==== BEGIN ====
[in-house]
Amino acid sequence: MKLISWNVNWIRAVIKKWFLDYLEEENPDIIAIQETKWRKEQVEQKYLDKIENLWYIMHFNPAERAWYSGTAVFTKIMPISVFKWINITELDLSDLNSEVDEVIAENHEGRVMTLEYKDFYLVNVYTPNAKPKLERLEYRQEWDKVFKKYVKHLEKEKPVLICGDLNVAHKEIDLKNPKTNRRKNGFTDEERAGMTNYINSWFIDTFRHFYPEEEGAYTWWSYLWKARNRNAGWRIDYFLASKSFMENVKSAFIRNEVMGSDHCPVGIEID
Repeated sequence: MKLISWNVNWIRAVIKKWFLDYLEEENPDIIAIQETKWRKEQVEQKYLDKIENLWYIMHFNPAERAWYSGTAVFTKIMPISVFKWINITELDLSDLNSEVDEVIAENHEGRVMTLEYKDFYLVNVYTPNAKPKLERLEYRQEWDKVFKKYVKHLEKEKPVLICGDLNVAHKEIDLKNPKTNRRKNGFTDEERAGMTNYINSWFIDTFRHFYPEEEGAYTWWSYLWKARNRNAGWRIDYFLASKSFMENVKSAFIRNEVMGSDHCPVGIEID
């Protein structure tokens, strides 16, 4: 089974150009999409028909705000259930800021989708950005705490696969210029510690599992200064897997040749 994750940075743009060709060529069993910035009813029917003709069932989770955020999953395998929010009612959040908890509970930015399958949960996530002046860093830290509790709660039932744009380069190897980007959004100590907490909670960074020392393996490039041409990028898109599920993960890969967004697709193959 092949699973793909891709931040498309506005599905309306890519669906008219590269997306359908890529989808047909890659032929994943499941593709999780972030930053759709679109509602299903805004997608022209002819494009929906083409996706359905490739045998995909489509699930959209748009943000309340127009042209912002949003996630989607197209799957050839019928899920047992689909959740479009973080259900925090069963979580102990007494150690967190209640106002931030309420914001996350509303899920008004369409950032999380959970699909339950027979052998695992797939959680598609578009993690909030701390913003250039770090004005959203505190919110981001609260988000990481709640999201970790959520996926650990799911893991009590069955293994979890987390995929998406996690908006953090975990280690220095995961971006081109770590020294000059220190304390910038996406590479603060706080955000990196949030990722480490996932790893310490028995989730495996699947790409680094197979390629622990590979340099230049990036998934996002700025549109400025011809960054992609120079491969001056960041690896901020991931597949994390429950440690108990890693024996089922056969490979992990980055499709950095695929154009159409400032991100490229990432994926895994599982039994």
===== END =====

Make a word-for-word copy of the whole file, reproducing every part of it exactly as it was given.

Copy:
[in-house]
Amino acid sequence: MKLISWNVNWIRAVIKKWFLDYLEEENPDIIAIQETKWRKEQVEQKYLDKIENLWYIMHFNPAERAWYSGTAVFTKIMPISVFKWINITELDLSDLNSEVDEVIAENHEGRVMTLEYKDFYLVNVYTPNAKPKLERLEYRQEWDKVFKKYVKHLEKEKPVLICGDLNVAHKEIDLKNPKTNRRKNGFTDEERAGMTNYINSWFIDTFRHFYPEEEGAYTWWSYLWKARNRNAGWRIDYFLASKSFMENVKSAFIRNEVMGSDHCPVGIEID
Repeated sequence: MKLISWNVNWIRAVIKKWFLDYLEEENPDIIAIQETKWRKEQVEQKYLDKIENLWYIMHFNPAERAWYSGTAVFTKIMPISVFKWINITELDLSDLNSEVDEVIAENHEGRVMTLEYKDFYLVNVYTPNAKPKLERLEYRQEWDKVFKKYVKHLEKEKPVLICGDLNVAHKEIDLKNPKTNRRKNGFTDEERAGMTNYINSWFIDTFRHFYPEEEGAYTWWSYLWKARNRNAGWRIDYFLASKSFMENVKSAFIRNEVMGSDHCPVGIEID
């Protein structure tokens, strides 16, 4: 089974150009999409028909705000259930800021989708950005705490696969210029510690599992200064897997040749 994750940075743009060709060529069993910035009813029917003709069932989770955020999953395998929010009612959040908890509970930015399958949960996530002046860093830290509790709660039932744009380069190897980007959004100590907490909670960074020392393996490039041409990028898109599920993960890969967004697709193959 092949699973793909891709931040498309506005599905309306890519669906008219590269997306359908890529989808047909890659032929994943499941593709999780972030930053759709679109509602299903805004997608022209002819494009929906083409996706359905490739045998995909489509699930959209748009943000309340127009042209912002949003996630989607197209799957050839019928899920047992689909959740479009973080259900925090069963979580102990007494150690967190209640106002931030309420914001996350509303899920008004369409950032999380959970699909339950027979052998695992797939959680598609578009993690909030701390913003250039770090004005959203505190919110981001609260988000990481709640999201970790959520996926650990799911893991009590069955293994979890987390995929998406996690908006953090975990280690220095995961971006081109770590020294000059220190304390910038996406590479603060706080955000990196949030990722480490996932790893310490028995989730495996699947790409680094197979390629622990590979340099230049990036998934996002700025549109400025011809960054992609120079491969001056960041690896901020991931597949994390429950440690108990890693024996089922056969490979992990980055499709950095695929154009159409400032991100490229990432994926895994599982039994």